Staff Sergeant George Isadore (1909–1942)

George Isadore c. 1942 (Drawing by Daria Milka, author’s collection)
ResidencesOccupation
Born in Germany, lived in Pennsylvania and DelawareCareer soldier
BranchService Number
U.S. Army6686276
TheaterUnit
Mediterranean Cannon Company, 16th Infantry Regiment, 1st Infantry Division
AwardsCampaigns/Battles
Silver Star, Purple HeartOperation Torch
Military Occupational Specialty (Presumed)
651 (platoon sergeant)

Early Life & Family

There are many contradictory details about George Isadore’s early life. It appears that he was born Georg Isidorozyk in Germany on April 9, 1909—at least, that was his date of birth listed in his military records. His parents, Lawrence (also known as Lorenz, Larenz, or Laurence depending on the record) and Anna Isidorozyk, were ethnically Polish. He had at least six siblings: three older brothers, an older sister, a younger brother, and a younger sister. An S.S. Haverford passenger manifest stated that he and his family sailed from Liverpool, England, on October 19, 1910, and arrived in Philadelphia, Pennsylvania, on October 31, 1910.

The family initially settled in Reading, Pennsylvania, and changed their name to Isadore. The family was still living there as of September 12, 1918, when Lawrence Isadore registered for the draft. Curiously, it appears that the family claimed that George Isadore was born in Reading: Journal-Every Evening reported it as his birthplace. The census recorded the Isadore family on March 10, 1920, living in the Minquadale Terrace area of New Castle, Delaware. Lawrence Isadore was working as a carpenter in a shipyard. Curiously, the census recorded the family’s arrival in 1909 rather than 1910 and stated that George Isadore had born in Pennsylvania.

Isadore’s father, who eventually ran a grocery store, ran afoul of liquor laws during Prohibition. Every Evening reported on October 10, 1923, that the Isadore home had been raided the day before for the third time by federal agents and “A small quantity of finished liquor and two barrels of mash were seized.”

Journal-Every Evening reported that Isadore “attended the Rose Hill Public School.” A medal citation stated that Isadore was living in Wilmington, Delaware, when he entered the service.


Prewar Military Career

Isadore had a varied career in the interwar U.S. Army, serving in no fewer than four different branches. The Army had few opportunities for advancement during those years. Often, transfers were not possible, meaning a soldier who wished to change units had to do so between enlistments (and start back over as a private).

Isadore joined the U.S. Army in 1927 at age 18. He joined Service Troop, 1st Cavalry at Camp Marfa, Texas, on July 7, 1927. It appears that troop was disbanded effective January 18, 1918 (or February 1, 1918, according to another roster). Private Isadore transferred to Troop “E” of the same regiment. He was promoted to private 1st class in October 1928. On October 2, 1929, his unit temporarily left Camp Marfa for Fort Bliss, Texas. They departed Fort Bliss on November 12, 1929, arriving back at Camp Marfa one week later. Effective January 1930, Camp Marfa was renamed Fort D. A. Russell. On April 18, 1930, Private 1st Class Isadore went on detached service at Fort Clark, Texas, rejoining his unit on May 21, 1930. He was honorably discharged at the end of his enlistment on August 10, 1930.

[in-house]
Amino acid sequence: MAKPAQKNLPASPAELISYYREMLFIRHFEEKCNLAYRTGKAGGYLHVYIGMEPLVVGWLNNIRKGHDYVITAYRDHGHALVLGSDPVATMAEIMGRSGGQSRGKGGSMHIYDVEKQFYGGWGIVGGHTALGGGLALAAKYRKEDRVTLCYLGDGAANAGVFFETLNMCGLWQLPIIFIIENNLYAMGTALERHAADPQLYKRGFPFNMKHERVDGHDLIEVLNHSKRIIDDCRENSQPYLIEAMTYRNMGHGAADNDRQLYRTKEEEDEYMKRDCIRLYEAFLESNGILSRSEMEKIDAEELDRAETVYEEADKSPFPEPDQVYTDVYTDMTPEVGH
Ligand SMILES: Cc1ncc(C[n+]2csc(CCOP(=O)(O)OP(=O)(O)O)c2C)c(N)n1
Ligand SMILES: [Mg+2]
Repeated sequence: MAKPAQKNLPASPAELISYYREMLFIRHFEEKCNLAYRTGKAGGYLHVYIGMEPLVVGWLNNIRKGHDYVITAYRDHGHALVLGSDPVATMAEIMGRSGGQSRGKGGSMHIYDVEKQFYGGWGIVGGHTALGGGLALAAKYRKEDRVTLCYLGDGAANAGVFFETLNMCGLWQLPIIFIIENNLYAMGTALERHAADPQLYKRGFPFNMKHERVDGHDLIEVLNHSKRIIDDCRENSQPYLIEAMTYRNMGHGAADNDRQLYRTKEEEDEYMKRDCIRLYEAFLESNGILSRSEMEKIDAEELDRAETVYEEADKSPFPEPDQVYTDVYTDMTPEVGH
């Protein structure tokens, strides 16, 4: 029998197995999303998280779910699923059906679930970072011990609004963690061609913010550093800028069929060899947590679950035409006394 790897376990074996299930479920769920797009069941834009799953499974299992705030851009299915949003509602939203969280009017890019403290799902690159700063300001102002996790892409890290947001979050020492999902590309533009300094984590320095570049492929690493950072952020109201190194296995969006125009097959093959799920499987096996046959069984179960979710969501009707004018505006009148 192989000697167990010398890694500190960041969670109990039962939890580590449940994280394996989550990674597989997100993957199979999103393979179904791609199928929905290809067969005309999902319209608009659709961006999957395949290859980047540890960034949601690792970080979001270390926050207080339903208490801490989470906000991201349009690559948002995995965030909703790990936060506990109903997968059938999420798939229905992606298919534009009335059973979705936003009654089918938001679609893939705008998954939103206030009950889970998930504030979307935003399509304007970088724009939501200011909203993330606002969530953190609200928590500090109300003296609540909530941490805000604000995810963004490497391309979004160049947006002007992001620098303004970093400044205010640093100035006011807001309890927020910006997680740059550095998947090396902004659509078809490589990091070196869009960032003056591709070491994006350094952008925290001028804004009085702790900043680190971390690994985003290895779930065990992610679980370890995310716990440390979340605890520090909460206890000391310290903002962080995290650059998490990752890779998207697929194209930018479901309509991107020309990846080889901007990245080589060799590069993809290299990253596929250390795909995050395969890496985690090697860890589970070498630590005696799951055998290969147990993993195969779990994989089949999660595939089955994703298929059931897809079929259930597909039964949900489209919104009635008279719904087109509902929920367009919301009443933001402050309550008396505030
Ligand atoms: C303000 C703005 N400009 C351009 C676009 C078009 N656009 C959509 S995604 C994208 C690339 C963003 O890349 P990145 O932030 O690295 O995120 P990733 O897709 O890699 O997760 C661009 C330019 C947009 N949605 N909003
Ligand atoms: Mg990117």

Isadore apparently reenlisted in early 1931, this time into the Corps of Engineers. He was briefly stationed at Fort Slocum, New York, before he departed for the Panama Canal Zone aboard the U.S.A.T. Chateau Thierry on March 26, 1931. On April 4, 1931, he arrived in Corozal, Canal Zone, where he joined Company “C,” 11th Engineers. He remained with that unit for the next two years. On April 11, 1933, he departed the 11th Engineers for reassignment back at the depot in Brooklyn, New York, boarding Chateau Thierry again that same day.

After returning to New York that same month, Private Isadore was originally earmarked for the 7th Coast Artillery at Fort Hancock, New Jersey. The transfer never took place and he remained assigned to Headquarters Detachment 2nd Corps Area on Governors Island, New York. He was promoted back to private 1st class in August 1933 and honorably discharged on May 25, 1934.

Isadore reenlisted again as a private in the Field Artillery that summer. He joined Battery “C,” 16th Field Artillery at Fort Myer, Virginia, on July 28, 1934. He was promoted to private 1st class on October 25, 1935, and to corporal on February 13, 1936. He was promoted to sergeant on October 1, 1936, and honorably discharged on July 24, 1937, at the end of his term of service.

A few weeks later, Isadore reenlisted in the Infantry at the U.S. Army Recruiting Station in Camden, New Jersey, on August 9, 1937. Although not restored to his previous grade, Private Isadore did receive a furlough until the following month. On September 8, 1937 (according to a roster), or September 15, 1937 (according to a morning report), he reported to Fort Jay at Governors Island, New York, where joined Company “E,” 16th Infantry Regiment. They 16th Infantry was part of the 1st Division (known as the 1st Infantry Division after May 15, 1942). On October 16, 1937, Isadore was promoted to private 1st class. He was promoted to corporal on February 23, 1938.

Corporal Isadore remained with the unit during several moves in 1939: from Fort Jay to Fort Dix, New Jersey; back to Fort Jay; and finally, to Fort Benning, Georgia. Corporal Isadore was still with Company “E” as of December 31, 1939. After participating in the Louisiana Maneuvers in the spring of 1940, the regiment headed back to Fort Jay but moved again in February 1941 to Fort Devens, Massachusetts, where it was stationed at the time of the attack on Pearl Harbor.


World War II

After the U.S. entry into World War II, the 16th Infantry moved several times:

  • Camp Blanding, Florida (February 1942)
  • Fort Benning, Georgia (May 1942)
  • Indiantown Gap Military Reservation, Pennsylvania (June 1942)